Every Boomer's definition of "retirement" is a little different, but we can all agree that it is a time when you need to be more prudent about your finances. That's why many financial experts and advisers believe the best time to start planning for retirement is five years beforehand. Writing for The New York Times, Peter Finch has assembled the advice of financial gurus into a helpful article he calls "Countdown to Retirement: A Five-Year Plan."
Finch says that the five year mark "is a good time to take a look at your overall asset allocation... a balanced allocation of 50 percent stocks and 50 percent bonds is reasonable for someone expecting to live another 30 years or more." At three years, Finch recommends that we "put aside some time this year to contemplate what retirement will actually mean for you." With two years left before retirement, you should "lay the groundwork" for "some potentially big tax-saving opportunities" that could come your way when you retire. In the last year before retirement, it makes sense to evaluate whether you will continue to work and think about "ways to reduce spending." Also "take another look at your investment portfolio," writes Finch, to see if the savings you have will adequately fund your retirement. If so, "many advisers recommend pulling back on your stock holdings and adding cash and other short-term investments as your final day at work nears."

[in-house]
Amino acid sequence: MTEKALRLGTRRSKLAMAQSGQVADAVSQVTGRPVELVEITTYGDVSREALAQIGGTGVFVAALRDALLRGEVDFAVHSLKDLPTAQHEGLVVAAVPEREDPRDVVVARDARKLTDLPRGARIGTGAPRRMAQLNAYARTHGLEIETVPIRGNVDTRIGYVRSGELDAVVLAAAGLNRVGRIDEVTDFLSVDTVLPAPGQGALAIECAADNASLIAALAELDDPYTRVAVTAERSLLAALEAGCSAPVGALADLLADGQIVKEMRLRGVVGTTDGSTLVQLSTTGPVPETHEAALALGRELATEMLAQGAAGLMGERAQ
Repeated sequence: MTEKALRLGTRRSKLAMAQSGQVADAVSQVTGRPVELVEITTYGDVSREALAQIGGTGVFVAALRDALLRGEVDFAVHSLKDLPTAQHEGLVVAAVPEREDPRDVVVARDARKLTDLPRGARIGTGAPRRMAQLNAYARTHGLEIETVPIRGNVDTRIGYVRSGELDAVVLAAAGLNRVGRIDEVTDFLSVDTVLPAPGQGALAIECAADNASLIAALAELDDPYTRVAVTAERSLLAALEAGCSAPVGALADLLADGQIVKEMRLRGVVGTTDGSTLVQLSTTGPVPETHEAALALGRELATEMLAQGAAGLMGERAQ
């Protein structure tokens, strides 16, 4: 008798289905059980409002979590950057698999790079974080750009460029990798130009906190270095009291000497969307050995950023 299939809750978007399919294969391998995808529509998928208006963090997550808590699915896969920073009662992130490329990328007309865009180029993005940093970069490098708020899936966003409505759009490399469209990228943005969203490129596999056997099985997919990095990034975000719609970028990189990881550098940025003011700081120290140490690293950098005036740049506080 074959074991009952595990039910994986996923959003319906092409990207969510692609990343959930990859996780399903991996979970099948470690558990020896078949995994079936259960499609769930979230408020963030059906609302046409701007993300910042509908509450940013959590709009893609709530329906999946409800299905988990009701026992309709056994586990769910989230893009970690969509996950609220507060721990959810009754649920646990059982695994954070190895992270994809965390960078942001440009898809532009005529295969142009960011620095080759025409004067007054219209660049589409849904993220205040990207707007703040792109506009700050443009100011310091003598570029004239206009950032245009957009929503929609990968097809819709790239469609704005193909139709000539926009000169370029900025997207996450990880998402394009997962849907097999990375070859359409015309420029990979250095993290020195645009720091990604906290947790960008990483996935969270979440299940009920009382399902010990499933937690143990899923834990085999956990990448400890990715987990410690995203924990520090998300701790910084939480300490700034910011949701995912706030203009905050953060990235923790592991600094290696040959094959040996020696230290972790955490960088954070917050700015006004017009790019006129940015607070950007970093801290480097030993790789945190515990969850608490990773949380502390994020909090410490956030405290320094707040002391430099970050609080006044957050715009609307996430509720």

The nice aspect of Finch's article is that it offers advice from a number of sources and is organized year by year. Check it out here: https://www.nytimes.com/2018/07/06/business/retirement-five-year-plan.html